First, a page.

Buff Tour de France neck warmers review

We've tested Buff's neck warmers in Tour de France designs, including retro and jersey colours.

Cycling Weekly Verdict

The classic neckwarmer in tasteful retro Tour designs – comfortable and versatile for cooler rides

Reasons to buy
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Reasons to avoid
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    Expensive for what they are

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Buff makes – well, buffs. It shows how well regarded the company’s products are that they have become the generic term for a tube-shaped neck warmer. These Tour de France designs are rather smart. I particularly like the retro patina to both the retro and straight yellow design, which makes them fit in well with a range of other clothing, rather than their being ultra-bright.

Watch: buyer's guide to spring and autumn clothing

The Buff Tour de France neck warmers are made of Coolmax Extreme fabric, which Buff says offers high UV protection. It also feels very soft and the neck warmers are completely seamless, so that there’s no chance of rubbing and irritation. The fabric is treated with a silver ion-containing protectant to keep it pong-free and fresh. It’s machine washable and quick drying too.

>>> Dr Hutch: trying to decide what to wear for a spring ride

Evry features a retro design

Evry features a retro design

At over 50cm, the Buff Tour de France neck warmers are nice and long, so there’s plenty of fabric to keep you warm and they’re stretchy enough to get on and off easily, Buff saying they’ll fit head sizes between 53 and 62cm. I found that there was just the right amount of coverage to keep me warm on cooler spring days and worn with a cap you can get pretty much full coverage of the back and sides of your head.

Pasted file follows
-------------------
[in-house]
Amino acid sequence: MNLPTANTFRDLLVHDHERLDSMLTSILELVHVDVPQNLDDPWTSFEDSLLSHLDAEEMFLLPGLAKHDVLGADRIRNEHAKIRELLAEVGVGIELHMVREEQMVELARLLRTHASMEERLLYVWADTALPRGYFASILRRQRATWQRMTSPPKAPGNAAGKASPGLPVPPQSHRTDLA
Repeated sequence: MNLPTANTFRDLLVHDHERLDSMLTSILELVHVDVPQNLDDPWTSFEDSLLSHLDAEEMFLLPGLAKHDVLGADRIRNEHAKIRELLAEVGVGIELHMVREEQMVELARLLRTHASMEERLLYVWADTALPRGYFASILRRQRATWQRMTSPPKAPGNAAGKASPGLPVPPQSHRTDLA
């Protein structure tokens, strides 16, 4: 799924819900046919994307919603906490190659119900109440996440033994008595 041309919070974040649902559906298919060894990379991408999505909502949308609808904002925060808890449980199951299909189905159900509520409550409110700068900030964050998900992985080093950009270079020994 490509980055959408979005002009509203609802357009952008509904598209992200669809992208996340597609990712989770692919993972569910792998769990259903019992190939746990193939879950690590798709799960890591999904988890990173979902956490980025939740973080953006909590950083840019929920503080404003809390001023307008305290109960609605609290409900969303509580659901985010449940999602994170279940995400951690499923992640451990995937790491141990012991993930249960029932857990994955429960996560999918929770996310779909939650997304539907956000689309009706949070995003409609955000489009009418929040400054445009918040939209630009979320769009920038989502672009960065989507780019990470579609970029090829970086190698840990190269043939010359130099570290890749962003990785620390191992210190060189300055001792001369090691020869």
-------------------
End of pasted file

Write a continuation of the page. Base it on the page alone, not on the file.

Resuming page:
>>> How to relieve neck pain after cycling

If it does warm up, they’re easily stashable in a jersey pocket with little or no bulge and plenty of room for other essentials. They are understated enough that you can wear them casually as well as on the bike too.

Even the all-yellow design is a muted colour

Even the all-yellow design is a muted colour

The Evry design comes with images of assorted vintage bike riders, stage routes and posters, along with a long French tricolore; the Ypres version comes with Tour de France logos and is a slightly more muted yellow than a standard leader’s jersey. There’s also a Grenoble version with a full Tour route map and lots of mountains on it, as well as black and polka dot variants.

>>> Cycling training plan for spring speed

Alongside the 50cm version, Buff also sells a shorter 27cm length version of some of its designs. It’s made out of less bulky, more technical fabric which weighs just 15g and is priced at £21. There’s also a headband priced at £14. And for really cold weather riding there’s a part-windstopper variant priced at £35.

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Paul Norman

Paul started writing for Cycling Weekly in 2015, covering cycling tech, new bikes and product testing. Since then, he’s reviewed hundreds of bikes and thousands of other pieces of cycling equipment for the magazine and the Cycling Weekly website.

He’s been cycling for a lot longer than that though and his travels by bike have taken him all around Europe and to California. He’s been riding gravel since before gravel bikes existed too, riding a cyclocross bike through the Chilterns and along the South Downs.